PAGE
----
"I think the main thing is that we are trying to meet some changing reader expectations and desires," Seals says, "and this will be a work in process as we get feedback."

Indeed. The zoned sections originally were to be called "The Edge." Luckily for everyone, that name was dropped.

Jason Roop

Treeda Leaves The Airwaves

After 25 years in Richmond broadcasting, Treeda Smith is putting away her microphone and heading into a career in nonprofit development.

Smith, who leaves her job as community service director at WWBT-TV 12 this week, will take her well-recognized voice from the microphone to the telephone, as director of the annual fund at the Massey Cancer Center.

For now, the station will try to spread Smith's duties among various department heads and other employees.

Smith spent nearly 20 years on the airwaves at WRVQ 94.5-FM as reporter and then news director. She was host for a call-in, public-affairs talk show, and toward the end of her time there, filled in on the air at Channel 12.

"Both jobs really put me into the community," Smith says, so her new gig won't be a stretch. "I am always happiest knowing that there are so many wonderful people in this community who do so many very nice things."

"I think Treeda's passion for the community is evident in everything she does," says Paula Hersh, marketing director for Channel 12.

At 12, Smith served as the station's liaison to a number of community organizations and events, such as the Maymont Park Foundation, the Richmond Children's Museum and the Richmond Boys Choir. She also helped launch and manage the online version of the 12 About Town Anytime community calendar.

Smith begins her new job at Massey in April and hopes to dedicate her work to her youngest brother, who died from cancer three years ago, as well as to the late Carol Kass, a veteran movie reviewer in Richmond newspapers, who was also claimed by cancer. Smith considers Kass a mentor.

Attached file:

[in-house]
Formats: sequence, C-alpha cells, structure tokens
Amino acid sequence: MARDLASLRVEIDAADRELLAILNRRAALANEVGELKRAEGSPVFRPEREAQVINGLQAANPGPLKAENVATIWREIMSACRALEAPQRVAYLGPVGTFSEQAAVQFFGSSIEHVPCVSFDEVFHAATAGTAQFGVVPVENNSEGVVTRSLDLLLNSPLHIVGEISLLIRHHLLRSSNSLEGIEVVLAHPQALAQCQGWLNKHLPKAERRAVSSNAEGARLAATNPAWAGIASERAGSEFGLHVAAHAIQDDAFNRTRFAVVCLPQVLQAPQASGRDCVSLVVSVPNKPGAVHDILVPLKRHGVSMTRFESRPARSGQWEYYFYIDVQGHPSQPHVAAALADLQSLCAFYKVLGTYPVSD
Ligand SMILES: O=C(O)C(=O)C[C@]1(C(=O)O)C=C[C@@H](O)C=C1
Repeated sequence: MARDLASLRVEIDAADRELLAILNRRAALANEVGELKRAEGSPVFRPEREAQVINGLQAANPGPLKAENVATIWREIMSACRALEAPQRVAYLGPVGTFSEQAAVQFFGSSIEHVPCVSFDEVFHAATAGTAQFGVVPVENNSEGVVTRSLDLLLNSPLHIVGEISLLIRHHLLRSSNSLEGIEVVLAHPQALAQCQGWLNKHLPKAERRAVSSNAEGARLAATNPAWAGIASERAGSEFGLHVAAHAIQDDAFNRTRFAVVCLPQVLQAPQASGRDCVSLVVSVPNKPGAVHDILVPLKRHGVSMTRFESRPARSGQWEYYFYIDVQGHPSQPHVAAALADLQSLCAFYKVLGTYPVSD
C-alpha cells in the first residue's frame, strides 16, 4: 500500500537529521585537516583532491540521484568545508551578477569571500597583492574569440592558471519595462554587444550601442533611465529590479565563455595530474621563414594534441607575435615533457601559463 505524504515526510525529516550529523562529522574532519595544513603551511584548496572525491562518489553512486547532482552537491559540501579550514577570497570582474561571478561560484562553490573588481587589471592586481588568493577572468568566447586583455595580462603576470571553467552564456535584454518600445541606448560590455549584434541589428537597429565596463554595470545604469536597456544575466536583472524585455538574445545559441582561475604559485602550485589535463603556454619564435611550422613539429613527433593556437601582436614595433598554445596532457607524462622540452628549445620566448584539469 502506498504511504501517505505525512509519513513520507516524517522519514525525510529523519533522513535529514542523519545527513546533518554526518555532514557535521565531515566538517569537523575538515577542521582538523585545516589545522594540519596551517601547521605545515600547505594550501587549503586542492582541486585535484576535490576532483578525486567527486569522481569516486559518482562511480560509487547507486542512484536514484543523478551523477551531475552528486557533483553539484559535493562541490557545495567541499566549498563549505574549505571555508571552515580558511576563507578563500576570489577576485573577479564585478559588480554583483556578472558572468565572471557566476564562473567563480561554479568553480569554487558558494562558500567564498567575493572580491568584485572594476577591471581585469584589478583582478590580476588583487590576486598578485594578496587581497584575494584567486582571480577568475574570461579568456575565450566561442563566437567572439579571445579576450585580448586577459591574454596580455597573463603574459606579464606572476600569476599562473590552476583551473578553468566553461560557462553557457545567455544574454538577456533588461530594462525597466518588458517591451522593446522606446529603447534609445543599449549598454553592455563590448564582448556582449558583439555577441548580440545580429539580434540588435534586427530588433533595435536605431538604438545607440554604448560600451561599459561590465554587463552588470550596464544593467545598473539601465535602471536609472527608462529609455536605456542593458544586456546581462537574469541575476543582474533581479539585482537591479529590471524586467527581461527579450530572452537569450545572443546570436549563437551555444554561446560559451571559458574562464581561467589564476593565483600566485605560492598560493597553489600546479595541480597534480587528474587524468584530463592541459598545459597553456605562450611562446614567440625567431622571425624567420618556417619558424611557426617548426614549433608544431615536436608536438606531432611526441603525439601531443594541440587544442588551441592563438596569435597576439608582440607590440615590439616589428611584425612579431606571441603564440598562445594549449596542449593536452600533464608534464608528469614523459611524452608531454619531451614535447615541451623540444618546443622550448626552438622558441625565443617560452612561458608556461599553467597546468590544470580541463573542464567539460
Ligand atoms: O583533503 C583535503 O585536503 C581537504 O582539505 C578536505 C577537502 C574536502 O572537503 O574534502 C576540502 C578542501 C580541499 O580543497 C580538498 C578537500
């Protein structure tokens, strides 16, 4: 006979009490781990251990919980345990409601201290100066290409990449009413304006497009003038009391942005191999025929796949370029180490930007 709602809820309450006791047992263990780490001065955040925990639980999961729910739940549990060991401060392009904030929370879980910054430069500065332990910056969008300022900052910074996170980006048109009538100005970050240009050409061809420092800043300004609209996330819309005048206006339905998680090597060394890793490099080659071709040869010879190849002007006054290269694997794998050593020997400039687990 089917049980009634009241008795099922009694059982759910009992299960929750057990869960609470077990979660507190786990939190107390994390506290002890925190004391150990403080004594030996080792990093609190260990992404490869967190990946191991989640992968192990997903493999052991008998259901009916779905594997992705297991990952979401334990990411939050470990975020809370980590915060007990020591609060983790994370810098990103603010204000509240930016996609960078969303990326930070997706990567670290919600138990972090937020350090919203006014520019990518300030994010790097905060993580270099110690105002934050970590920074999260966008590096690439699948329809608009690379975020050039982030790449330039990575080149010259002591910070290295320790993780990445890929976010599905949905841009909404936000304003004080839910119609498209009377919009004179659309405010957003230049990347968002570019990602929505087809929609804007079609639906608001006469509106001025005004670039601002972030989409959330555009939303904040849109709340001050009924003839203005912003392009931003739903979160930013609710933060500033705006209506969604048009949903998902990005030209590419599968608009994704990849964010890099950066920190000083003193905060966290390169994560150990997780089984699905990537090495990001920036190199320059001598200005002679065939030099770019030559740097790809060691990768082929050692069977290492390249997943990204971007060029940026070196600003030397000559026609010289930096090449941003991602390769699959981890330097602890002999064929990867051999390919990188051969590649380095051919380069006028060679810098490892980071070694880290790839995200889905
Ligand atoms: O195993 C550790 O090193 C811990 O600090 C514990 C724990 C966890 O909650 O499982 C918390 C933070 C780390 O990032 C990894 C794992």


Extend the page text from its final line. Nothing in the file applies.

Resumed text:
"And so, in perhaps some small way," Smith says, "I think certainly that this job will give me an opportunity to not only do something good for them in their memory, but it's also another way of giving to the community."


Just and Work Join Forces

When former president of The Martin Agency Don Just returned to Richmond from Manteo, N.C., in 1996, he used his buddy Cabell Harris' Work Inc. office to grow a new ad agency of his own. He called it Just Partners.

Today, with an office in Shockoe Bottom and millions of dollars in accounts, Just is a long way from the little Monument Avenue office he once shared with Harris.

Meanwhile, Work Inc. has hit its own growth spurt. National names like Miller Lite and the National Football League, among others, call on Work's ad team for branding help.

So why not combine the two businesses? That's precisely what Harris and Just have done.